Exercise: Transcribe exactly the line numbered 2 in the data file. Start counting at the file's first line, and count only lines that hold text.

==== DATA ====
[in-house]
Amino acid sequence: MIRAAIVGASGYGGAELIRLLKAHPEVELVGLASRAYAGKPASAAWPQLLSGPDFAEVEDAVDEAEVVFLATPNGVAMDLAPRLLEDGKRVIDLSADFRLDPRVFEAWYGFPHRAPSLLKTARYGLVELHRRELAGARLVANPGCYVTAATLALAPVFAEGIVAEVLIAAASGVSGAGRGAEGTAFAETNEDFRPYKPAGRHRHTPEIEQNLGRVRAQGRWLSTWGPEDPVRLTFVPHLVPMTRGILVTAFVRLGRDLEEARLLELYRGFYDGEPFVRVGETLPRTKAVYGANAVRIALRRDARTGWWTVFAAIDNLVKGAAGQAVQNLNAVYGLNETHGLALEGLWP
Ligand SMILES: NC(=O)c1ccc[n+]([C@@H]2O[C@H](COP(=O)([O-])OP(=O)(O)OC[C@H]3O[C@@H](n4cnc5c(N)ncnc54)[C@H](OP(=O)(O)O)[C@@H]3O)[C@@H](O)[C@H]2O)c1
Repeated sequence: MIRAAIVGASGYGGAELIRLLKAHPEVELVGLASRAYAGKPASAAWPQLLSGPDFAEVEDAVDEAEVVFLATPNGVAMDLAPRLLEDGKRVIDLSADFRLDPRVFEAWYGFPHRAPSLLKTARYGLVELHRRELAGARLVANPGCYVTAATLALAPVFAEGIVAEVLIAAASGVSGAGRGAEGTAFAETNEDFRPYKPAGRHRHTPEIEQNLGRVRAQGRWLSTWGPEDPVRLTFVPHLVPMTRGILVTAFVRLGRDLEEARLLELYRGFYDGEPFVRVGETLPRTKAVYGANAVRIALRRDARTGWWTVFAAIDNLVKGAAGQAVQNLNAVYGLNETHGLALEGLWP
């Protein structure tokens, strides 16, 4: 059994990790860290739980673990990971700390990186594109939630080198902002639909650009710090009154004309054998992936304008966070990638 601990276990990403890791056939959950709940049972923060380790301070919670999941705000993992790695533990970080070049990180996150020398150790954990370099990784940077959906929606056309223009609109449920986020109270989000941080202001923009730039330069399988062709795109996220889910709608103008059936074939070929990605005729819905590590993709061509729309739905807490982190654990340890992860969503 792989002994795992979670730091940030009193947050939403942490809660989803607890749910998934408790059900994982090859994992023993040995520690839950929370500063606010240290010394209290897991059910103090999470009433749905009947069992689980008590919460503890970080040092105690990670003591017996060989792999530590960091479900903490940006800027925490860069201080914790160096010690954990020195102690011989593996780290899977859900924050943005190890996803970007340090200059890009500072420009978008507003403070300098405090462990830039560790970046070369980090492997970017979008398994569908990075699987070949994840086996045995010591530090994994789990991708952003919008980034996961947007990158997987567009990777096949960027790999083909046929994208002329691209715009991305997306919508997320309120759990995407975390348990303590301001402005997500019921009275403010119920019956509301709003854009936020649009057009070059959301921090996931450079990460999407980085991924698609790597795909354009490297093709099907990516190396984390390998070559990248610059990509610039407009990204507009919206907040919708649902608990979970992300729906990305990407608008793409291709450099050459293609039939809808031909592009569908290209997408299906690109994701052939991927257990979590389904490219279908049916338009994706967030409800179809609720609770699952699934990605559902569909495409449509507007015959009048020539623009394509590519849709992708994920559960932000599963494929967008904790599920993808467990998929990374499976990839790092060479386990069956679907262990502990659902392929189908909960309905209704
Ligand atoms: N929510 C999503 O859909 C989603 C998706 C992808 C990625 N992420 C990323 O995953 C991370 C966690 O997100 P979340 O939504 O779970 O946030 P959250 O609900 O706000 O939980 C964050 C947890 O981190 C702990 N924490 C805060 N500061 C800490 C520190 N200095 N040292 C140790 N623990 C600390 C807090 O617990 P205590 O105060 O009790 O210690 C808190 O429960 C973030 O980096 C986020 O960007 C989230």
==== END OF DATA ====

Amino acid sequence: MIRAAIVGASGYGGAELIRLLKAHPEVELVGLASRAYAGKPASAAWPQLLSGPDFAEVEDAVDEAEVVFLATPNGVAMDLAPRLLEDGKRVIDLSADFRLDPRVFEAWYGFPHRAPSLLKTARYGLVELHRRELAGARLVANPGCYVTAATLALAPVFAEGIVAEVLIAAASGVSGAGRGAEGTAFAETNEDFRPYKPAGRHRHTPEIEQNLGRVRAQGRWLSTWGPEDPVRLTFVPHLVPMTRGILVTAFVRLGRDLEEARLLELYRGFYDGEPFVRVGETLPRTKAVYGANAVRIALRRDARTGWWTVFAAIDNLVKGAAGQAVQNLNAVYGLNETHGLALEGLWP